Misconceptions About Agriculture: Animals Grown In Organic Systems Are Healthier

With the new wave of organic foods to hit the market for consumers to make the decision as to whether to buy them or not. People tend to believe that now because organic products are the next big and new things, they must be the healthiest and best for you. As it actually turns out this isn’t the case, just because something organic it doesn’t mean that it is a healthier alternative, the reason for this is because of the fact that people also believe that the animals grown in these systems are healthier when they are actually not. We are going to look at the health of these animals and see if it really is true that these animals are healthier, or if that is a myth.

Off the bat I reference animalsmart.org which speaks on this topic, “Based on analysis of farm conditions, a 2001 study predicted that almost 100 percent of organic chicken flocks in Sweden could be infected with Campylobacter bacteria, compared with only 10 percent in conventionally raised flocks. Another often cited example is the increase in intestinal diseases in turkeys and broiler chickens when Denmark ceased using antibiotics as growth promotants.” (www.animalsmart.org, 2014) With this said, our original question is answered unanimously, animals raised in organic systems are actually nowhere near as healthy as those raised in conventional systems.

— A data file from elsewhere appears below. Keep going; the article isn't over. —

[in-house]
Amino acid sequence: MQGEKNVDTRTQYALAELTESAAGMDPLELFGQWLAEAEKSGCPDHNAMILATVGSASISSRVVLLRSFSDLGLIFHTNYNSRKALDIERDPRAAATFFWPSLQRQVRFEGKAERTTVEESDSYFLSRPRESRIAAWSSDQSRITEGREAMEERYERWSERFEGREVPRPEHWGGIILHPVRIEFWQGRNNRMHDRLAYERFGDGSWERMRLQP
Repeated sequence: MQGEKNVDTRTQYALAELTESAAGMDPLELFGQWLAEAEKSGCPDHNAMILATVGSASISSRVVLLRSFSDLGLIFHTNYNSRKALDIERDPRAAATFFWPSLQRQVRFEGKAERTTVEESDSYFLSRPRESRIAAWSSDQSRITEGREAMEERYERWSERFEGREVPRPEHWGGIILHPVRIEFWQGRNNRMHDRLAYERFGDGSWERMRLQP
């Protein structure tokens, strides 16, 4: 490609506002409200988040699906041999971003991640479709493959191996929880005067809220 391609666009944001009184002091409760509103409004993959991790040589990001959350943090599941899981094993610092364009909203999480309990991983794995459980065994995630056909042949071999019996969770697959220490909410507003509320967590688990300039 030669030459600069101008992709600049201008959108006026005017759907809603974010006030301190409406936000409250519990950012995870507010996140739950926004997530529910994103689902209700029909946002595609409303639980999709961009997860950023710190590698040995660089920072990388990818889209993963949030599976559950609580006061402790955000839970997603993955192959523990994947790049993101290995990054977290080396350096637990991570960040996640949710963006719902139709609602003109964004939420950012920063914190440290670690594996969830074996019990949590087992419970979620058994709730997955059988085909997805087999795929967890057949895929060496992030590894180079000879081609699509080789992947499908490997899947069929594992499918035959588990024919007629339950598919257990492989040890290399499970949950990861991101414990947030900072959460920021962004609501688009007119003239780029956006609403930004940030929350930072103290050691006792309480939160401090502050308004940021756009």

The same website also states this, “In the United States, an increase in pathogens could also be related to the requirement that organic animals have access to the outdoors. In some cases, time outdoors is not beneficial. Poultry raised outdoors are at higher risk of predation and can catch avian influenza from wild birds. The USDA reports that pigs raised in outdoor systems are at higher risk of food-borne parasites. Pathogens in live animals can make their way to the market. A 2005 analysis of chicken for sale in Maryland supermarkets showed that 66 percent of organic samples were contaminated with Salmonella, compared with 44 percent in conventionally raised chicken samples.” (www.animalsmart.org, 2014) As far as this factual information goes its very obvious as to whether these animals raised in organic systems are healthier or not, they aren’t. So there you have it, another popular misconception about agriculture, debunked.

Source: http://animalsmart.org/animals-and-the-environment/organic-farming/misconceptions-about-organic-foods

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